Dozens were injured Sunday as Bangladeshi police fired rubber bullets and tear gas in a third day of protests sparked by the death of a prominent writer and government critic in jail.
Mushtaq Ahmed, 53, collapsed in a high-security prison and died late Thursday, 10 months after being arrested under a "digital security" law that critics say is being used to silence dissent in the country of 168 million people.
Live footage on Sunday from local television station Channel 24 showed a road and footpath in front of the National Press Club -- a favourite protest site in Dhaka -- turning into a battleground as police beat protesters with batons to disperse them.
Student activists from the main opposition Bangladesh Nationalist Party (BNP) hurled rocks and attacked officers with bamboo and plastic pipes, prompting police to retaliate by "firing rubber bullets and tear gas", Deputy Commissioner of Dhaka police Sazzadur Rahman told AFP.
"They did not take any permission (for the protests)," he added, defending the police's move to clear the protesters.
S.M. Shamim, a police spokesman, said at least nine BNP activists were arrested, including several outside the city's main hospital, over charges of "assaulting police".
"At least eight policemen were injured," he told AFP.
BNP spokesman Rizvi Ahmed said about 30 party activists, including a senior leader, were injured in the clashes.
Ahmed said more than 500 protesters had gathered at the press club, trying to form a human chain.
He defended the party not having sought permission for the protests at the National Press Club, saying that historically no clearance was needed to hold rallies there.
"As they stood there for a human chain, (police) baton-charged indiscriminately," he said.
"It is a murder," he said of Mushtaq Ahmed's death. "We think the state is involved."
- Calls for action -
International and local rights groups have demanded a swift probe into the death of the writer, who was arrested over comments posted on social media criticising the government's response to coronavirus.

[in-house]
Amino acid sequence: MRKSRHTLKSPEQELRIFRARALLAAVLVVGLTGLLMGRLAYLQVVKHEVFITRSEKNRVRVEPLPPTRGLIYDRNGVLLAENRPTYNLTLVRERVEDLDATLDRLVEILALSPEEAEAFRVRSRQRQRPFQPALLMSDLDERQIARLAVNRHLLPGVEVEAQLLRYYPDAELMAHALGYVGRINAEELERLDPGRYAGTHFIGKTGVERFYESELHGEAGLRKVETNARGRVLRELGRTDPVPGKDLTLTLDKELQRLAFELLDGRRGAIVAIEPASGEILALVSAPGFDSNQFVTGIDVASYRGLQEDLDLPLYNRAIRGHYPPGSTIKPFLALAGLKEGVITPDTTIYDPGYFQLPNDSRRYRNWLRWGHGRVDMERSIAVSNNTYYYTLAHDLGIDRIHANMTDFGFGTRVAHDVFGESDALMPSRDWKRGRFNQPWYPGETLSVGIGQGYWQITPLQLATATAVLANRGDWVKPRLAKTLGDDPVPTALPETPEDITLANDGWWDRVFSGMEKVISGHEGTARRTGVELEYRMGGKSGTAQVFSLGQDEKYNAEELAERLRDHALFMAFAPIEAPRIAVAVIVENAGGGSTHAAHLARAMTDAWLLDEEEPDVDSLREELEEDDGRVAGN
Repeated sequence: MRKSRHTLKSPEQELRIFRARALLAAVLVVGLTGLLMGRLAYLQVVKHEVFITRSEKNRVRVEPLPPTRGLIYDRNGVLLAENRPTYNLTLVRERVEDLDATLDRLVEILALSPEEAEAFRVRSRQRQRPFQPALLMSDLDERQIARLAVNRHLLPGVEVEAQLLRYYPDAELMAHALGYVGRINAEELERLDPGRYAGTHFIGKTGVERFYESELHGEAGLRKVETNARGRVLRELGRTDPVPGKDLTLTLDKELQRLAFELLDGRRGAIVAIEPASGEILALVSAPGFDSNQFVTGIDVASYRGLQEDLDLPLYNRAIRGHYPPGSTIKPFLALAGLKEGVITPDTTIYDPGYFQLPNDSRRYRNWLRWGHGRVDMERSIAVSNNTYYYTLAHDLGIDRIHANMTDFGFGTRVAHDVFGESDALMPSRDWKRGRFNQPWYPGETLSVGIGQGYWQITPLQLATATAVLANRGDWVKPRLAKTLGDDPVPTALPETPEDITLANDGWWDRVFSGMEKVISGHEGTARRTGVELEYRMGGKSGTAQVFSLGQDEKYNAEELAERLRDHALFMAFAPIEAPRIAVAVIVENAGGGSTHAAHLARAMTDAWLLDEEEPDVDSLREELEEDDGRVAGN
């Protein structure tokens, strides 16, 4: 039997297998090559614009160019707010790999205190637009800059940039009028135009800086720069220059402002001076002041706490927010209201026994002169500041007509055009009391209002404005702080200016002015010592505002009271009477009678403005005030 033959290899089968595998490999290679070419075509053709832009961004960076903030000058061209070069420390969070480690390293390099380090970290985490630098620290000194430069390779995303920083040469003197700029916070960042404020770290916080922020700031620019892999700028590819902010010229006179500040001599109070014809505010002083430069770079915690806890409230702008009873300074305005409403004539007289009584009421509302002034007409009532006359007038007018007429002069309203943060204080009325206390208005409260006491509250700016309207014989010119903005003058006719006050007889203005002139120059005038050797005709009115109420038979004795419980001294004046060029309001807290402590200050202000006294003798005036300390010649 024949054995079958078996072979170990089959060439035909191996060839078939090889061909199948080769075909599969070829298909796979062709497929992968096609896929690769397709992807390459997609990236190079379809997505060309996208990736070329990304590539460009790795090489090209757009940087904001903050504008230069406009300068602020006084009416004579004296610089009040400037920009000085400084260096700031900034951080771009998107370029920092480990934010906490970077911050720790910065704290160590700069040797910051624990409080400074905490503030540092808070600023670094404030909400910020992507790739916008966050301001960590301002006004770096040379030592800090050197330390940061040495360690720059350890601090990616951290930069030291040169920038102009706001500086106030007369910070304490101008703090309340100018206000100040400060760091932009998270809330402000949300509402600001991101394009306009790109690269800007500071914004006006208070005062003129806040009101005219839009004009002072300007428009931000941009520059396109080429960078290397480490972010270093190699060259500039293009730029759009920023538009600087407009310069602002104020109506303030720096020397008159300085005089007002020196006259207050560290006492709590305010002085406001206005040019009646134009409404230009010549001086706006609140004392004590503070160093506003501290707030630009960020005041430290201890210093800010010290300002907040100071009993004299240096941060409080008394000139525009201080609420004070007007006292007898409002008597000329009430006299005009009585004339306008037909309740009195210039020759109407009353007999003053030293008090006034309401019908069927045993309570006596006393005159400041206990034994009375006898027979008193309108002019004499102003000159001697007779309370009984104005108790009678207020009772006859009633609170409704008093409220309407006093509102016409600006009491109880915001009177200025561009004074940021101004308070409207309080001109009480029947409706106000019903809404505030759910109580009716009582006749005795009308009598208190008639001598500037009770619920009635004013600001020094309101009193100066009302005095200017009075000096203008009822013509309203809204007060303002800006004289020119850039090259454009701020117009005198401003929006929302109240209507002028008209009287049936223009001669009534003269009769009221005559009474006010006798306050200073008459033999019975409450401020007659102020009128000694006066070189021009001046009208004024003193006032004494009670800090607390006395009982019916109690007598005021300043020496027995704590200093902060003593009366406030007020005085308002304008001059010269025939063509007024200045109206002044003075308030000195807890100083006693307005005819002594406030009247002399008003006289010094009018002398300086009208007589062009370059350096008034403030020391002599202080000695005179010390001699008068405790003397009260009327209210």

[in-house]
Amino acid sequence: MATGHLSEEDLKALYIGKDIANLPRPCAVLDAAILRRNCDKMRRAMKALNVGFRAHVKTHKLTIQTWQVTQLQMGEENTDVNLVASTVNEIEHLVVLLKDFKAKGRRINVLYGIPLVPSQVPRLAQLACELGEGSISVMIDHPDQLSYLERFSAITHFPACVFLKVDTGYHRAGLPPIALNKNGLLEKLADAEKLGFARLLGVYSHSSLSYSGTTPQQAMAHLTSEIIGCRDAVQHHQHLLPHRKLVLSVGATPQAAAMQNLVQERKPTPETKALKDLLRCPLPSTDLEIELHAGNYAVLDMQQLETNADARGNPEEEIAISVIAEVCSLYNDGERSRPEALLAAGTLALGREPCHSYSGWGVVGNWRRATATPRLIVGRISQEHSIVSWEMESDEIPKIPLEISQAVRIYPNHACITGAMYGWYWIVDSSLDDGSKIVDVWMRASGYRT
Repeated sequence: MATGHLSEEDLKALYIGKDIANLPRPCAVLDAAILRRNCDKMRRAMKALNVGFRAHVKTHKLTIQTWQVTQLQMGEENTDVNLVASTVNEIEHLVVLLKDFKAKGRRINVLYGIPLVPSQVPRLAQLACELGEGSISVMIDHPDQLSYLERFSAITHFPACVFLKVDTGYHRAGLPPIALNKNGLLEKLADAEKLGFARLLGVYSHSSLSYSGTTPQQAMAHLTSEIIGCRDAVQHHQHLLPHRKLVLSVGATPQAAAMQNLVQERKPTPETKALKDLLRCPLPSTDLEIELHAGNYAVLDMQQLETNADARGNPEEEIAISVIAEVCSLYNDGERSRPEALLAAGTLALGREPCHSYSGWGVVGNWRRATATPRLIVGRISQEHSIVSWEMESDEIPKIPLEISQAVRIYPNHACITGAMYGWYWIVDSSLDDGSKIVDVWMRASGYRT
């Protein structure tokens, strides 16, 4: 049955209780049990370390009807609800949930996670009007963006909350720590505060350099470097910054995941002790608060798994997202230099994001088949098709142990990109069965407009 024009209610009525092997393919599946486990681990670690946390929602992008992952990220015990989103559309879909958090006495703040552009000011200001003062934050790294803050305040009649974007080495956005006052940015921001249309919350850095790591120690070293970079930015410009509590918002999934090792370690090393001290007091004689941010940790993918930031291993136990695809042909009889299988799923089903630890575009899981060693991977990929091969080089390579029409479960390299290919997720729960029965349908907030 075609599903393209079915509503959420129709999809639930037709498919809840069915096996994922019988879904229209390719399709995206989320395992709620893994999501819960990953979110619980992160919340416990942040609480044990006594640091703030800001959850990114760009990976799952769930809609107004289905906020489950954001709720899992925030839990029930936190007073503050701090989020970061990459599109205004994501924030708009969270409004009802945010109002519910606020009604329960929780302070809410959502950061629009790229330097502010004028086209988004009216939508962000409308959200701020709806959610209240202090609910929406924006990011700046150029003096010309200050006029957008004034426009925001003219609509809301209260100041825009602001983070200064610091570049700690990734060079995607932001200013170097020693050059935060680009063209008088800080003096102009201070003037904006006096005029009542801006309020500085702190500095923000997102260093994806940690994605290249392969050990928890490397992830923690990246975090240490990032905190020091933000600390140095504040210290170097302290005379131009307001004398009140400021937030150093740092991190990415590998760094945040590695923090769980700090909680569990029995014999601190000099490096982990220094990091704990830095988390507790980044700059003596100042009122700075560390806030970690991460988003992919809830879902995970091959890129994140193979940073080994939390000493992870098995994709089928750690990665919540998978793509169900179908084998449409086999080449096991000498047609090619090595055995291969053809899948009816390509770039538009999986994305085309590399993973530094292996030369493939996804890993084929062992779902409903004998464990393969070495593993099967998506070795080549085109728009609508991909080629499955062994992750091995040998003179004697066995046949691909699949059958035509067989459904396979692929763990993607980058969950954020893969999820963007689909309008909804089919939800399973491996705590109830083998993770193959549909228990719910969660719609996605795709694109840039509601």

Ambassadors from 13 countries, including the United States, France, Britain, Canada and Germany, expressed "grave concern" over the case.
He had been detained under the Digital Security Act, passed in 2018, which rights groups say has been used to silence critics with hefty fines and lengthy prison sentences.
Ahmed was denied bail at least six times.
Bangladesh Prime Minister Sheikh Hasina on Saturday shrugged off concern over the internet law, Ahmed's death and criticism of her government's rights record.
Demonstrators have marched at Dhaka University for several days chanting slogans condemning the government's treatment of Mushtaq Ahmed as well as other writers, journalists and activists.
At least eight people have been arrested since the protests erupted shortly after midnight following Ahmed's death on Thursday.
Among them, seven were student activists from two left-wing groups and a labour leader in the southern city of Khulna.
Ruhul Amin, 38, was detained on Friday over charges that he shared Facebook posts by Ahmed and had condemned the writer's death, his lawyer Kudrat-e-Khuda told AFP.
"He has been charged under the Digital Security Act and remanded into police custody for two days," he said.
Student activists said they have plans for more protests in the coming days, including a march to the prime minister's office calling for justice for Ahmed and the repeal of the Digital Security Act.
A court in Dhaka, meanwhile, rejected a police plea to interrogate a cartoonist who was detained 10 months ago along with Ahmed on charges of anti-state activities and spreading rumours.
In a court appearance last week, the cartoonist, Ahmed Kabir Kishore, told his brother that he was tortured in police custody, which seriously injured his left leg and an ear drum.